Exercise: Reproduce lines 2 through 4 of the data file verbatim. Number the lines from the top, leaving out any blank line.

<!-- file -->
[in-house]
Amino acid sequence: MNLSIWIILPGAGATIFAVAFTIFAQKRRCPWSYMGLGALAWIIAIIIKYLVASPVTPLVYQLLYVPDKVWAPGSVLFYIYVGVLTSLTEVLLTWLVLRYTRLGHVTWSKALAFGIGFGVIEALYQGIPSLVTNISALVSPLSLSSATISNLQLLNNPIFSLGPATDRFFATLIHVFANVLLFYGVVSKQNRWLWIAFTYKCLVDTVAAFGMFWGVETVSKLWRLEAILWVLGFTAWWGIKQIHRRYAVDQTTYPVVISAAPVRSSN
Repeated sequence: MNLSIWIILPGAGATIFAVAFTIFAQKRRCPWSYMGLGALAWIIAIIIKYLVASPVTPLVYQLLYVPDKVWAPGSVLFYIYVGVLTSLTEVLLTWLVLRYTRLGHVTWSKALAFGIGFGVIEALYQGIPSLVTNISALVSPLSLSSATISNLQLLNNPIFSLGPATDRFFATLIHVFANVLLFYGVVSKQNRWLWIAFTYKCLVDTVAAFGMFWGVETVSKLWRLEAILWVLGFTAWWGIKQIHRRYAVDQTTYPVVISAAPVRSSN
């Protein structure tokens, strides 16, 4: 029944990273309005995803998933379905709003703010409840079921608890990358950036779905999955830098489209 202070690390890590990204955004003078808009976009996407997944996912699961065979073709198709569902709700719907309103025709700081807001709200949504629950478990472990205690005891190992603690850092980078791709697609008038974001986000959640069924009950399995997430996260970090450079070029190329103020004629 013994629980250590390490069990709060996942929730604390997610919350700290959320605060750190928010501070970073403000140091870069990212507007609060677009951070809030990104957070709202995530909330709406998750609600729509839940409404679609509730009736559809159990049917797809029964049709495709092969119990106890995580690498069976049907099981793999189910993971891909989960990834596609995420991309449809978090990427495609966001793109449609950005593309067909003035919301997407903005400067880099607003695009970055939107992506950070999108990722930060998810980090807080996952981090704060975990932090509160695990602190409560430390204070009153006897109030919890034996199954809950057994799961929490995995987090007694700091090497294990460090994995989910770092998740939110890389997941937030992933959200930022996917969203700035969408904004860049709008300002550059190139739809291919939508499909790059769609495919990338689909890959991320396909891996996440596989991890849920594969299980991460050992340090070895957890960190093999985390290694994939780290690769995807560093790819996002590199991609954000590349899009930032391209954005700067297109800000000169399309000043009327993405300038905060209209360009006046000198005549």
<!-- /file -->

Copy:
Amino acid sequence: MNLSIWIILPGAGATIFAVAFTIFAQKRRCPWSYMGLGALAWIIAIIIKYLVASPVTPLVYQLLYVPDKVWAPGSVLFYIYVGVLTSLTEVLLTWLVLRYTRLGHVTWSKALAFGIGFGVIEALYQGIPSLVTNISALVSPLSLSSATISNLQLLNNPIFSLGPATDRFFATLIHVFANVLLFYGVVSKQNRWLWIAFTYKCLVDTVAAFGMFWGVETVSKLWRLEAILWVLGFTAWWGIKQIHRRYAVDQTTYPVVISAAPVRSSN
Repeated sequence: MNLSIWIILPGAGATIFAVAFTIFAQKRRCPWSYMGLGALAWIIAIIIKYLVASPVTPLVYQLLYVPDKVWAPGSVLFYIYVGVLTSLTEVLLTWLVLRYTRLGHVTWSKALAFGIGFGVIEALYQGIPSLVTNISALVSPLSLSSATISNLQLLNNPIFSLGPATDRFFATLIHVFANVLLFYGVVSKQNRWLWIAFTYKCLVDTVAAFGMFWGVETVSKLWRLEAILWVLGFTAWWGIKQIHRRYAVDQTTYPVVISAAPVRSSN
């Protein structure tokens, strides 16, 4: 029944990273309005995803998933379905709003703010409840079921608890990358950036779905999955830098489209 202070690390890590990204955004003078808009976009996407997944996912699961065979073709198709569902709700719907309103025709700081807001709200949504629950478990472990205690005891190992603690850092980078791709697609008038974001986000959640069924009950399995997430996260970090450079070029190329103020004629 013994629980250590390490069990709060996942929730604390997610919350700290959320605060750190928010501070970073403000140091870069990212507007609060677009951070809030990104957070709202995530909330709406998750609600729509839940409404679609509730009736559809159990049917797809029964049709495709092969119990106890995580690498069976049907099981793999189910993971891909989960990834596609995420991309449809978090990427495609966001793109449609950005593309067909003035919301997407903005400067880099607003695009970055939107992506950070999108990722930060998810980090807080996952981090704060975990932090509160695990602190409560430390204070009153006897109030919890034996199954809950057994799961929490995995987090007694700091090497294990460090994995989910770092998740939110890389997941937030992933959200930022996917969203700035969408904004860049709008300002550059190139739809291919939508499909790059769609495919990338689909890959991320396909891996996440596989991890849920594969299980991460050992340090070895957890960190093999985390290694994939780290690769995807560093790819996002590199991609954000590349899009930032391209954005700067297109800000000169399309000043009327993405300038905060209209360009006046000198005549």